Built in 1860, St. Ann's Warehouse was originally fabricated as a Tobacco Warehouse. It was built 5 stories tall near the East river on the heights of Brooklyn, over-looking lower Manhattan. Through the years, the building dramatically evolved similar to the city around it. It was downsized around the 1870's, when the Brooklyn Bridge was built over top of it. In the 1940's, three stories were removed to avoid fire protection codes. That proved to be a fateful decision during the arson wave of the 1970's. A fire was started that left the building abandoned for years. It has since then been resurrected as the wonderful home to St. Ann's Warehouse Performing Arts Institution. The warehouse has a multitude of areas that allow visitors to immerse themselves into the arts. The warehouse includes the theatre that seats 300-700 people, a multi-use studio for smaller events, and the Max Family Garden. The St. Ann's Warehouse project came to life with the partnership between Marvel Architects, York Construction Group, and GBA Architectural Products + Services.
Marvel Architects is an international firm dedicated to creativity and diversity. They have an "award-winning reputation for designing at the intersection of public and private space." Marvel Architect's projects "have been recognized with over 125 international industry design awards including the AIA's highest honors," according to their website.
Yorke Construction Group was founded in 1923 and has been serving the New York City area since then. Yorke Construction prides themselves on "offering personalized construction services to the greater metropolitan performing arts community, as well as local foundations, educational institutions, and high-end residential condos."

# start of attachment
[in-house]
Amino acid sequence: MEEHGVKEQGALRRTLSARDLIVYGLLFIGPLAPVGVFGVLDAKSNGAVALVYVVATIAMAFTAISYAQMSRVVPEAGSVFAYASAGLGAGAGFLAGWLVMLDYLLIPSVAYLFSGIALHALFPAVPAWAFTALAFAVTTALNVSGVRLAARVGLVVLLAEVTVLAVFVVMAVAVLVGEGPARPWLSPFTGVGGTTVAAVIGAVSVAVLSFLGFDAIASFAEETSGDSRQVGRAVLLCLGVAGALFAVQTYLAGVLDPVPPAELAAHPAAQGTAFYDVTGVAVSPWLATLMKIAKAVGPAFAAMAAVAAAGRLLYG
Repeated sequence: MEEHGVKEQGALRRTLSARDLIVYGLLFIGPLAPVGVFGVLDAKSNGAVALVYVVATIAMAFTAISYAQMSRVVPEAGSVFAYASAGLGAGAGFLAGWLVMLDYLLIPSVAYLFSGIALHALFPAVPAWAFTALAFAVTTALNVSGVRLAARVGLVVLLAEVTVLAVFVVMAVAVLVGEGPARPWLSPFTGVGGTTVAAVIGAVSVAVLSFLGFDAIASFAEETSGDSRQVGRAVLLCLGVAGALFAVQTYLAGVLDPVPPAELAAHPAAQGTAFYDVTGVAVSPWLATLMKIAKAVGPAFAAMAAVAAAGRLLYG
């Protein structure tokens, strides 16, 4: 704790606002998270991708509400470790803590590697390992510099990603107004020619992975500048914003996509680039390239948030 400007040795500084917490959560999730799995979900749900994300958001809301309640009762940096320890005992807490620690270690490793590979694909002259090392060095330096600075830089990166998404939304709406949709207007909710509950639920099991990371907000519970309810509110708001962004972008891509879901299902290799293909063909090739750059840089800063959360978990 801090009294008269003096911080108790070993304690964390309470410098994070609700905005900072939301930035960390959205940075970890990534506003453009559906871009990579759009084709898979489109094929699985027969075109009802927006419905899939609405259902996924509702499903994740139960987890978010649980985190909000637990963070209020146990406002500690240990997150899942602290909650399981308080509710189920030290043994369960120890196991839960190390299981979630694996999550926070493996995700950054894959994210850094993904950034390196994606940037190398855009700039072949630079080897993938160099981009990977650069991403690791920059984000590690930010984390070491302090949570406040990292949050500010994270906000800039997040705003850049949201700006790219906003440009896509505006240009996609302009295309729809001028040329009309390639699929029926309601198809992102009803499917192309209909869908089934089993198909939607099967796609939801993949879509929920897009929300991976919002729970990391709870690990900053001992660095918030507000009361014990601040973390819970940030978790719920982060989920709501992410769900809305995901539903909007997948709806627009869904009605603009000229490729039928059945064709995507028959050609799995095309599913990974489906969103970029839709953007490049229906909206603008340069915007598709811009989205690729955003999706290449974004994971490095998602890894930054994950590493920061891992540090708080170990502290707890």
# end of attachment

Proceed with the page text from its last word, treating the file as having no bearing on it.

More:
A large part of the design was to create a clerestory window, topping off two whole elevations and wrapping onto the other two elevations. The goal was a light penetrating surface that was functional and durable. The final product chosen was GBA's glass brick, VistaBrik, which is a 3" thick solo glass masonry unit.
Collaborations with Marvel and York on product identification, design refinement, dimensioning, detailing, and execution is what we have specialized in for over 35 years. The final design was a 4" x 8" x 3" unit laid in a running bond which became the largest glass brick running bond project in the country at the time, with no visible mullions or tiebacks. The ability of the glass brick to allow light to penetrate during either the day or night, creates the luminous and welcoming appearance Marvel designed. The end result was a design masterpiece, perched under the Brooklyn Bridge.